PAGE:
As many in the Valley look forward to the holidays, a second-round sequestration may be right behind it to steal the joy. The second round of cuts is likely to hit in January, around the same time a resolution to keep funding government agencies is set to run out.
Sequestration started eight months ago and we are still in the midst of it. According to the Center for American Progress, the second round of forced across-the-board cuts could be worse than what the country already went through earlier this year.
"All I heard when I was on Capitol Hill was 'more cuts, more cuts,'" said Abner Merriweather. Merriweather heads 9,500 workers in Redstone's biggest civilian employee union. In Washington last week, he got a look at Fiscal Year 2014 from Alabama Senator Jeff Sessions.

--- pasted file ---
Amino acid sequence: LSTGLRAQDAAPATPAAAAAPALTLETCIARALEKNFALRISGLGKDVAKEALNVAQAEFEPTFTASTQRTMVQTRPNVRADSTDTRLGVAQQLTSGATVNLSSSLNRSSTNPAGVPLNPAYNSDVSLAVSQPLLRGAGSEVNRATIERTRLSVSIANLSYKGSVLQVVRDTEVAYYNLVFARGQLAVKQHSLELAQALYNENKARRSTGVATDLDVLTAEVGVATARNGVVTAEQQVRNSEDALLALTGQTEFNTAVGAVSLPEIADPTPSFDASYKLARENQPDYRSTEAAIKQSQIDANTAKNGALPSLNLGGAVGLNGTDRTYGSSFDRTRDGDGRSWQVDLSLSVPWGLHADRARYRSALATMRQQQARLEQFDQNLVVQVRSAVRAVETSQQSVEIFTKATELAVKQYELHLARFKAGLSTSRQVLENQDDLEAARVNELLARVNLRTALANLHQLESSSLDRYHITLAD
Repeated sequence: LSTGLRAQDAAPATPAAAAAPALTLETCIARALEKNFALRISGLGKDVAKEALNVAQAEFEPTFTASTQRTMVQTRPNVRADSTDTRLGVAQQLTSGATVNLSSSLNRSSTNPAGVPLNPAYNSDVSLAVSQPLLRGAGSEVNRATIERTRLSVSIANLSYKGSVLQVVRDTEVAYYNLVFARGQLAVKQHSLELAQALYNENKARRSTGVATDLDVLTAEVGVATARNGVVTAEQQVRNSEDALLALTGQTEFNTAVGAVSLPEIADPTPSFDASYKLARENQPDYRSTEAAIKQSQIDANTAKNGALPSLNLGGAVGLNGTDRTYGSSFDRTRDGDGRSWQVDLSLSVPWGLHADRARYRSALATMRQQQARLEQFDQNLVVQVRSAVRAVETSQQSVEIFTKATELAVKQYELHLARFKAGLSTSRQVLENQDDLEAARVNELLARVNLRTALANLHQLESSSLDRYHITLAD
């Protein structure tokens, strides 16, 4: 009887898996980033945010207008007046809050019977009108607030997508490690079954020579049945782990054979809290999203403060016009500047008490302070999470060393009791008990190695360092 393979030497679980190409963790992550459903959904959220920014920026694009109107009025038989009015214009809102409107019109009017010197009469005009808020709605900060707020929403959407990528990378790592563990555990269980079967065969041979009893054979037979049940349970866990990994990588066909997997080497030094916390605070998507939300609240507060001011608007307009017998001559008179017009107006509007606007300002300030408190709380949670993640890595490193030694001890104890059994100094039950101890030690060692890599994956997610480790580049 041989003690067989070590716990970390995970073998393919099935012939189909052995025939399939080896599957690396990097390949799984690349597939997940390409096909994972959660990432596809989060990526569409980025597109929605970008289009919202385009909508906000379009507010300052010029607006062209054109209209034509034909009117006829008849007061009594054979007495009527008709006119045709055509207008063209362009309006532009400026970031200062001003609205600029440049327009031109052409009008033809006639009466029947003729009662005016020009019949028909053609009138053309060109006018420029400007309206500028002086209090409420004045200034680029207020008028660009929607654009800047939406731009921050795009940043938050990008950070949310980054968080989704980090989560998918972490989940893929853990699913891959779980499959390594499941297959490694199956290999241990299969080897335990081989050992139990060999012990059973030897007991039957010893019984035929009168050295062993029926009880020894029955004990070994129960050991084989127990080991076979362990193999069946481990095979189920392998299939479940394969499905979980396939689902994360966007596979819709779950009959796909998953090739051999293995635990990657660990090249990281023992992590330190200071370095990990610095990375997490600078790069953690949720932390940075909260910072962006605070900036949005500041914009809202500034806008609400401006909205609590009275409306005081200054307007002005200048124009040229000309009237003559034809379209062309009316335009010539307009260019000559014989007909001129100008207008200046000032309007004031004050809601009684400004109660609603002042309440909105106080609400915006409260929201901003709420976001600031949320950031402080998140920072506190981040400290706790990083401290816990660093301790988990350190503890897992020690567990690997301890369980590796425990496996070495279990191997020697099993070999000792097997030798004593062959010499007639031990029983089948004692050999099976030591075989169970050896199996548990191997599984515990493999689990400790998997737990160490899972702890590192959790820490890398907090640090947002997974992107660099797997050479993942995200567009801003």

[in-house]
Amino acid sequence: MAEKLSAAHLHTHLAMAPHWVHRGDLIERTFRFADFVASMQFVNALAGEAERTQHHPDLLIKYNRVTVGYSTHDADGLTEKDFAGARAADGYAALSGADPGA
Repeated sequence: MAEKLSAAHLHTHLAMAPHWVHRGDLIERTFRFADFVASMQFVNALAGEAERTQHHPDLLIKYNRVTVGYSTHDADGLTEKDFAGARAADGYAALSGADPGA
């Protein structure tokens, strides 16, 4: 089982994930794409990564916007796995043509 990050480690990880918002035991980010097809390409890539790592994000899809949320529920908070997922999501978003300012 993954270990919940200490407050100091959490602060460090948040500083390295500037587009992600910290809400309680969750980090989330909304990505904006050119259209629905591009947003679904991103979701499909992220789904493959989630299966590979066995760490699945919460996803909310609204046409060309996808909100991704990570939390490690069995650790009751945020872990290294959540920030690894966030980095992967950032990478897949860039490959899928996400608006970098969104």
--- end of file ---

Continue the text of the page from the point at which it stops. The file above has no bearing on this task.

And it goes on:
"When he first sat down, he said it looks scary," Merriweather said.
Redstone Arsenal said in a statement that "more is unknown than known at this point. We will continue to operate under a continuing resolution and will abide by the direction of Congress over the next 45 days."
Accounting tricks or reserves federal agencies used to soften Sequestration 2013 have been used up. Sequestration for an entire year would mean larger cuts and more furlough days.
"It's cumulative. The cuts are cumulative on those that have already been experienced for fiscal year 2013. The pain is going to increase in intensity," said Wally Kirkpatrick, CEO of DESE Research.
A House and Senate budget committee is working to come up with a spending package that could stop another sequester, but a deal looks far-fetched.
"They really need to sit down and hash this thing out," said Merriweather. "The workforce is suffering, and at the end of the day, who is suffering is the soldiers."
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